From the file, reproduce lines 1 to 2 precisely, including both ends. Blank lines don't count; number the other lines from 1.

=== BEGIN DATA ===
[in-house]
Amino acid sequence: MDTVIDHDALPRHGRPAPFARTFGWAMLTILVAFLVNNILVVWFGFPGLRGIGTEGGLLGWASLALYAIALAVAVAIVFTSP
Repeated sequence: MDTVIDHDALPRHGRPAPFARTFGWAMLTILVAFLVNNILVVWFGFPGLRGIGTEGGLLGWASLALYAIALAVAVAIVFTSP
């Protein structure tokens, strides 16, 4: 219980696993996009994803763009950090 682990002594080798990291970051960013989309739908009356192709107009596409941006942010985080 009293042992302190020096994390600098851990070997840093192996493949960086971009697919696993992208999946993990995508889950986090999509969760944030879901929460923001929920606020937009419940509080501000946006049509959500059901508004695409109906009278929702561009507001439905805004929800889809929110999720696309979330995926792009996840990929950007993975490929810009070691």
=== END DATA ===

[in-house]
Amino acid sequence: MDTVIDHDALPRHGRPAPFARTFGWAMLTILVAFLVNNILVVWFGFPGLRGIGTEGGLLGWASLALYAIALAVAVAIVFTSP